bandage pressure will
squeeze out almost all the extra resin, making an extremely
strong, extremely light part.
On complex designs, you may want to add laminations of 1/32-inch
sheet inside the shell,
especially where it butts up to the spinner ring. Adding cooling
vents of 1/64-inch molded
plywood is a nice touch, too. Use a piece of tubing for the mold,
soak the plywood, and
wrap it in the direction opposite to the grain of the outer
To install a finished shell, I glue about six inches at a time
with CA, alternating
sides and checking that things are staying aligned, then run a
bead of CA down the
seams on the inside and fine-sand the final exterior joints.
I videotaped the whole molding operation for modelers who'd like
The tape is a full two hours long and is available from John
Once you've installed your first shell, look over at that mold and
building your next ship will take a fraction of the time, and with
the money you save
by not having to buy another block, you can take your wife out for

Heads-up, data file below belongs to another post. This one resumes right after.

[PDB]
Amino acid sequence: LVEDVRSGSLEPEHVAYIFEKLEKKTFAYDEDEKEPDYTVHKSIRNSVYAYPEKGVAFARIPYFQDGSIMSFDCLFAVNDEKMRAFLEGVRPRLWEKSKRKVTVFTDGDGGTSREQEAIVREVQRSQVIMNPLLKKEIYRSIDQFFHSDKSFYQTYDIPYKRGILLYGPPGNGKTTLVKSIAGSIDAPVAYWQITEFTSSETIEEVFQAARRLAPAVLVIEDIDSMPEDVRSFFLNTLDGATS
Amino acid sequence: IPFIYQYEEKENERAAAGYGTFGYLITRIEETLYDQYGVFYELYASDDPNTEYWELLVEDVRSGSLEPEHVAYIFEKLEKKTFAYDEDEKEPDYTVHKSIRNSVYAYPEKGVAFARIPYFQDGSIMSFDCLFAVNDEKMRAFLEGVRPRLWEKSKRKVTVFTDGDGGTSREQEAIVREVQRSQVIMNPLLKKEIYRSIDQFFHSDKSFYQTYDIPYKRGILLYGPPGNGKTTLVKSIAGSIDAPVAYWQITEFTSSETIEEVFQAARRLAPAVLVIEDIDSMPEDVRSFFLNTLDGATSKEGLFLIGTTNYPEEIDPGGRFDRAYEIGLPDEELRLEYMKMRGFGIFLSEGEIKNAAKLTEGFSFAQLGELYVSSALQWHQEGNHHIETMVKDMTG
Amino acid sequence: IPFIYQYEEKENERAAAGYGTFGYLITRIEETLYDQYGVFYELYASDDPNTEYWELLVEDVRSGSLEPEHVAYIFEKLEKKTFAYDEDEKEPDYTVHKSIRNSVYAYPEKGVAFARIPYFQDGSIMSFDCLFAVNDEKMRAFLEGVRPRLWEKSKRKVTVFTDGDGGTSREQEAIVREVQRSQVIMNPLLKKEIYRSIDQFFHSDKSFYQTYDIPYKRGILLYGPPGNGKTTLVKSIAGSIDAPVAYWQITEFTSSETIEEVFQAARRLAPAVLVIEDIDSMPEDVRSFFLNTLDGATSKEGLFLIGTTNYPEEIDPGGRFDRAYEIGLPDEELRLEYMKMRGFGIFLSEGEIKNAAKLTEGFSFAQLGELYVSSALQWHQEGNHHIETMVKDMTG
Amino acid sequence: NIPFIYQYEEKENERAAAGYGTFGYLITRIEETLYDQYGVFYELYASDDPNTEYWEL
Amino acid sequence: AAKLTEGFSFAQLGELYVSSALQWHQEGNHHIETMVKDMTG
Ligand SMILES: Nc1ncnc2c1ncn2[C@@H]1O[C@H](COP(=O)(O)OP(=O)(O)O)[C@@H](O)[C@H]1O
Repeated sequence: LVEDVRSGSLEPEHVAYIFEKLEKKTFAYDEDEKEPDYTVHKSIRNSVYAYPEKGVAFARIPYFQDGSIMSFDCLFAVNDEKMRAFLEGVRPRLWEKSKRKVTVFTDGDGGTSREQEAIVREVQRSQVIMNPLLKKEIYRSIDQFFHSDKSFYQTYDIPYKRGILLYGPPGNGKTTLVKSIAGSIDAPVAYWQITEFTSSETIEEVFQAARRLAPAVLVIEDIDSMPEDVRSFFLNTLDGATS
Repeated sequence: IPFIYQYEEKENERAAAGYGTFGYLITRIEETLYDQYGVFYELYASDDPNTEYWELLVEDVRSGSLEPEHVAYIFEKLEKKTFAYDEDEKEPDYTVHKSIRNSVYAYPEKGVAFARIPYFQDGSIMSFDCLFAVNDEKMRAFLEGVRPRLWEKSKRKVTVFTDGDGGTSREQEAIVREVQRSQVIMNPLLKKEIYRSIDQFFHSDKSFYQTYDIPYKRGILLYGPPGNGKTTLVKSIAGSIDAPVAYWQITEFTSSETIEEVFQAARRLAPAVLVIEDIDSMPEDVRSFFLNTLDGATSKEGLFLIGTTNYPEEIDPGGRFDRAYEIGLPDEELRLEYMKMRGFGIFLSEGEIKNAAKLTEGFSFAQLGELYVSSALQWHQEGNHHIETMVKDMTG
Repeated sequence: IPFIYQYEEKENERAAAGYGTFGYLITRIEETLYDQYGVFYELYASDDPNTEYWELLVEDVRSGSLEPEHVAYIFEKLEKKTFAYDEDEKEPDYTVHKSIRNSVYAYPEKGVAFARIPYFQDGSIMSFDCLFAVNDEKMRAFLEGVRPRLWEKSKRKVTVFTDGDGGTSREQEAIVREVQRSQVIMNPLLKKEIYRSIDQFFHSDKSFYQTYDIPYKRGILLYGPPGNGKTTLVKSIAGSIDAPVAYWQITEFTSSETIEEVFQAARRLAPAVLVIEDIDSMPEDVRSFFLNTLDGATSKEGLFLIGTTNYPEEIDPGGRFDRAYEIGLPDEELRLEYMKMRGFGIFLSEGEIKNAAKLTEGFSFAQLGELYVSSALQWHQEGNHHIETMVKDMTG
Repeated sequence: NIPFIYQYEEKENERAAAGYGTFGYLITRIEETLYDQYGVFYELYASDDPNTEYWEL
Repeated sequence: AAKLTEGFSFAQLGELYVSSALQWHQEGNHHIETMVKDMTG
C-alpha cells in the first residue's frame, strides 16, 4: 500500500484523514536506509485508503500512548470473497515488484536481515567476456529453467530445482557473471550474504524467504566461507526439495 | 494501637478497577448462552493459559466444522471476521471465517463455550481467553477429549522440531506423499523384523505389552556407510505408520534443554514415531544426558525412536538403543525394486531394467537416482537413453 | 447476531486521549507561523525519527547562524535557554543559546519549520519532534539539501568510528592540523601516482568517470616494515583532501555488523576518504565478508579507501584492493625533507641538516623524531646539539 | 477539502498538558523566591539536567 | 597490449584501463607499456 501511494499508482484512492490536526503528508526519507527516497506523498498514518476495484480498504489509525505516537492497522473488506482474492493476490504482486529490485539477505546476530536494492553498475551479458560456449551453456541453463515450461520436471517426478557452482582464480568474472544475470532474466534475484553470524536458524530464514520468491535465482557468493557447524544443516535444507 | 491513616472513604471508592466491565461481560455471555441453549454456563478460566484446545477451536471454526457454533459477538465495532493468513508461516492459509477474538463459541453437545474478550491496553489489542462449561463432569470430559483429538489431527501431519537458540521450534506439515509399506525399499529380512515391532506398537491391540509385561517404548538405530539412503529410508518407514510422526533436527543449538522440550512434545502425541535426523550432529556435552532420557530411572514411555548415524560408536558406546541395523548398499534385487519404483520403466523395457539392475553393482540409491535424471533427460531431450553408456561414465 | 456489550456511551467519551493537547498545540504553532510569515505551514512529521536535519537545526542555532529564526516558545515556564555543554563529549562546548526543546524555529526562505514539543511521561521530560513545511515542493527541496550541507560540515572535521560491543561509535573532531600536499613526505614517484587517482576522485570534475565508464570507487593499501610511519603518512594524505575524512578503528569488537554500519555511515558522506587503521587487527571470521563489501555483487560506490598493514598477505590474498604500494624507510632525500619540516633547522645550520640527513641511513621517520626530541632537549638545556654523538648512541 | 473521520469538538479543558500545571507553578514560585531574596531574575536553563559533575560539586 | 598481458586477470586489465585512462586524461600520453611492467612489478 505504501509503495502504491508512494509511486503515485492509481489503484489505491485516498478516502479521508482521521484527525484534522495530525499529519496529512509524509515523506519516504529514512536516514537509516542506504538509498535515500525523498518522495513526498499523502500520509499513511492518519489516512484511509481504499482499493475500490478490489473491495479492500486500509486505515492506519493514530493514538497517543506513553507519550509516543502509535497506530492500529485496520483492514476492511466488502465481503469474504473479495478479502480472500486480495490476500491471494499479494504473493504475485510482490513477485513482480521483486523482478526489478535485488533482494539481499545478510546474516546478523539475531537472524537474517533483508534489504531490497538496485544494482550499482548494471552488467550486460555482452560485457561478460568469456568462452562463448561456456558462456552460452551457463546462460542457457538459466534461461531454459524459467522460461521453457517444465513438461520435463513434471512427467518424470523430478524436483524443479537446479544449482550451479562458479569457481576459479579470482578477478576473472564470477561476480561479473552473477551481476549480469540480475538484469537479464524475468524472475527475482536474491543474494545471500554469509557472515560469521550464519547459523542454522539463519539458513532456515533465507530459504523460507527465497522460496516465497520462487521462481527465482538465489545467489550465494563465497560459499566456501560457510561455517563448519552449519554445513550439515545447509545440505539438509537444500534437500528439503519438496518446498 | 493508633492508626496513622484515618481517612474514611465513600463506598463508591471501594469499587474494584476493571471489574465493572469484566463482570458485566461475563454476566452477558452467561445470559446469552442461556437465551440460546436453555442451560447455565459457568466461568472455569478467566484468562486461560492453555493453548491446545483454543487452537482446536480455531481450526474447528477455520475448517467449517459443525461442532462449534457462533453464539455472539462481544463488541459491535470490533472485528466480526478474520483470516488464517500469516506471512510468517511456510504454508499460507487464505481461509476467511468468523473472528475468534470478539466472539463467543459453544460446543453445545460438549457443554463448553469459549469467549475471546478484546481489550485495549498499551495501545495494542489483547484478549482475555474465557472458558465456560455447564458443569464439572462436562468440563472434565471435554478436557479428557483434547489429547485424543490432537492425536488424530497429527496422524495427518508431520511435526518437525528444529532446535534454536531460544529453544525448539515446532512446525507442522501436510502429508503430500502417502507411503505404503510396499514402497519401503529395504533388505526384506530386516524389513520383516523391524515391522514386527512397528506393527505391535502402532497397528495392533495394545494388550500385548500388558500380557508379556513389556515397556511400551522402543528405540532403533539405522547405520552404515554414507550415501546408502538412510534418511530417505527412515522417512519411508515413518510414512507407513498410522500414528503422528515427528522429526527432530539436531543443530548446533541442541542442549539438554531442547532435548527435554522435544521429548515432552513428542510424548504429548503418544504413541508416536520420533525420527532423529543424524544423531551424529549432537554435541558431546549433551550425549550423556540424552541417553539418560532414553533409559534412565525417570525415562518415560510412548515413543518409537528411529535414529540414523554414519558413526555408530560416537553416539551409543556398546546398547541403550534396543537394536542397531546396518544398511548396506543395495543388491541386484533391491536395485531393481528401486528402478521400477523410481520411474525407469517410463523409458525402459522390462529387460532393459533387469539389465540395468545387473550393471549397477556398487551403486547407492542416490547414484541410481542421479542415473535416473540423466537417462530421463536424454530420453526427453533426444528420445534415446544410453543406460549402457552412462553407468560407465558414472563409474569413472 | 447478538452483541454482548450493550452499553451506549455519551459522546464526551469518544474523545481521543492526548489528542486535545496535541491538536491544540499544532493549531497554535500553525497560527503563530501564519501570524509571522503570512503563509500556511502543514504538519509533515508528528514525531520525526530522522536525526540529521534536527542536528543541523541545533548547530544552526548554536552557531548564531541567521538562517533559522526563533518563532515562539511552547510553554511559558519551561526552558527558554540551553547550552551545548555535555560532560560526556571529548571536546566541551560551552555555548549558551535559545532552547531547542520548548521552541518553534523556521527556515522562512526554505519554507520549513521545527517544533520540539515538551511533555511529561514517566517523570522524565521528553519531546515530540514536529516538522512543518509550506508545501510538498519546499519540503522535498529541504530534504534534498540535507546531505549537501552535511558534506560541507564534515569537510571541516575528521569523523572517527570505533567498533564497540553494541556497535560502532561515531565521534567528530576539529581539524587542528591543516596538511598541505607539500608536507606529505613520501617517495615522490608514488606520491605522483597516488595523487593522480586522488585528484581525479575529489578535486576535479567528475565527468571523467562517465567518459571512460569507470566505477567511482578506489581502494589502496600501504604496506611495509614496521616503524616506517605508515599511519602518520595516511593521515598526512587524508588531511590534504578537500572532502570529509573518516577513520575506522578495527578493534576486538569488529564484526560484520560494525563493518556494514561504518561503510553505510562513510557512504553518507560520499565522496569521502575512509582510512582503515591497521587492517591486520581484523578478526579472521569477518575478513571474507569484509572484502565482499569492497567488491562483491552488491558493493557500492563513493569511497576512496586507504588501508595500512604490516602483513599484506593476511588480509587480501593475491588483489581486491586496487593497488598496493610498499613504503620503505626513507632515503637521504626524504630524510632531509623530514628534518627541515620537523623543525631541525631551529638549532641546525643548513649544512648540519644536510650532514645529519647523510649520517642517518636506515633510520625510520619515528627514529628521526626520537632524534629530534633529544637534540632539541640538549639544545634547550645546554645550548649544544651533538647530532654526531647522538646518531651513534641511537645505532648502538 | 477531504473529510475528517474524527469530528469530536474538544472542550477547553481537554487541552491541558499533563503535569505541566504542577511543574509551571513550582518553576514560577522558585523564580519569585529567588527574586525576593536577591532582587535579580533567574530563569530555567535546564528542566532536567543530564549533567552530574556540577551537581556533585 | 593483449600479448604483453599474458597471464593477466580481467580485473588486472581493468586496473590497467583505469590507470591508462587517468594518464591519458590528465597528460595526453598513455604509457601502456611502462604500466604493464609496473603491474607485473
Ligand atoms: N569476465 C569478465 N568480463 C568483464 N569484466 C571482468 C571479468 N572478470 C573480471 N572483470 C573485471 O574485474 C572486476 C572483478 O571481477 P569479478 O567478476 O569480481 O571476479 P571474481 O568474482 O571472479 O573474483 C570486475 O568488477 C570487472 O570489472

Using this technology, you'll quickly see other parts that lend
themselves to molding.
Turtle decks, wing tips, leading edges, hollow rockets, bombs-the
ideas are limited only
by your creativity. When Joe Adamusko and I did our Spitfires, we
pre-molded the leading
edge sheets of the elliptical wings. You can even take an old wing
and use it to mold
leading edge sheeting, or just carve out a mold piece from
I've made wrapped stabilizer and rudder leading edges, and
hollowed rockets for my F-16.
Once you run off a few parts, you'll have ideas of your own, too.
It's a modeling technique you'll find many unique uses for.
|Fuse Painting fixture
complements of Steve Ragsdale. Steve used a rotisserie grill motor for his
fixture rotation. Steve went so far as to install a foot switch to rotate
the airplane. When you see a run coming on you just step on the switch and
keep her turning. The motor can also be turned by hand and the gears in
the motor holds the plane in position without rotating. I have used this
fixture to paint the fuse all the way from the first coat of dope to the last
clear coat. Masking was also done on the fixture. All of the
graphics are painted with the exception of the round logo on the vertical
stab. The type in the decal were just too small to paint. Tutorial on how to paint
checkers and apply Ultra Coat
checkers of all shapes and configurations CLICK
the control surfaces of the Citabria are applied to the model after painting